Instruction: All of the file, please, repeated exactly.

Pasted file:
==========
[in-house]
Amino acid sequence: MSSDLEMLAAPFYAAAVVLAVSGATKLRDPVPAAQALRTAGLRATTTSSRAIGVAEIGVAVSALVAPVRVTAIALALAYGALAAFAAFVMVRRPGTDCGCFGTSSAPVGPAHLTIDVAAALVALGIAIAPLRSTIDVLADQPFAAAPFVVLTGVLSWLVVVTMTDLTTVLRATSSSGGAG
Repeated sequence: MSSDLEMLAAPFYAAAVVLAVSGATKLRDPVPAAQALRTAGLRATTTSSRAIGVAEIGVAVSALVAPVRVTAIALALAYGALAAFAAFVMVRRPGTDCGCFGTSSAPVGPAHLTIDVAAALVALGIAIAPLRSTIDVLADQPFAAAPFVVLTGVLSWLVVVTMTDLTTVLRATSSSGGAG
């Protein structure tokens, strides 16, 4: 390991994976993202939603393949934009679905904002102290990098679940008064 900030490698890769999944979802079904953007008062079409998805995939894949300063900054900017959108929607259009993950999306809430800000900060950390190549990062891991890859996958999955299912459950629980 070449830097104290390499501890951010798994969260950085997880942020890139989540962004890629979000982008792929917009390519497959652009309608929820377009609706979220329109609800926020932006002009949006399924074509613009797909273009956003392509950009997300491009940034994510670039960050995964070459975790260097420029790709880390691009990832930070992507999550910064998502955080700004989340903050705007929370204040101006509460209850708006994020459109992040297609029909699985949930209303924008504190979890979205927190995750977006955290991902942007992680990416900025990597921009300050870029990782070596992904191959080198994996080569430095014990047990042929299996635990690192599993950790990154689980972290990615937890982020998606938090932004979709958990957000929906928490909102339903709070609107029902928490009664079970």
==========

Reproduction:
[in-house]
Amino acid sequence: MSSDLEMLAAPFYAAAVVLAVSGATKLRDPVPAAQALRTAGLRATTTSSRAIGVAEIGVAVSALVAPVRVTAIALALAYGALAAFAAFVMVRRPGTDCGCFGTSSAPVGPAHLTIDVAAALVALGIAIAPLRSTIDVLADQPFAAAPFVVLTGVLSWLVVVTMTDLTTVLRATSSSGGAG
Repeated sequence: MSSDLEMLAAPFYAAAVVLAVSGATKLRDPVPAAQALRTAGLRATTTSSRAIGVAEIGVAVSALVAPVRVTAIALALAYGALAAFAAFVMVRRPGTDCGCFGTSSAPVGPAHLTIDVAAALVALGIAIAPLRSTIDVLADQPFAAAPFVVLTGVLSWLVVVTMTDLTTVLRATSSSGGAG
């Protein structure tokens, strides 16, 4: 390991994976993202939603393949934009679905904002102290990098679940008064 900030490698890769999944979802079904953007008062079409998805995939894949300063900054900017959108929607259009993950999306809430800000900060950390190549990062891991890859996958999955299912459950629980 070449830097104290390499501890951010798994969260950085997880942020890139989540962004890629979000982008792929917009390519497959652009309608929820377009609706979220329109609800926020932006002009949006399924074509613009797909273009956003392509950009997300491009940034994510670039960050995964070459975790260097420029790709880390691009990832930070992507999550910064998502955080700004989340903050705007929370204040101006509460209850708006994020459109992040297609029909699985949930209303924008504190979890979205927190995750977006955290991902942007992680990416900025990597921009300050870029990782070596992904191959080198994996080569430095014990047990042929299996635990690192599993950790990154689980972290990615937890982020998606938090932004979709958990957000929906928490909102339903709070609107029902928490009664079970």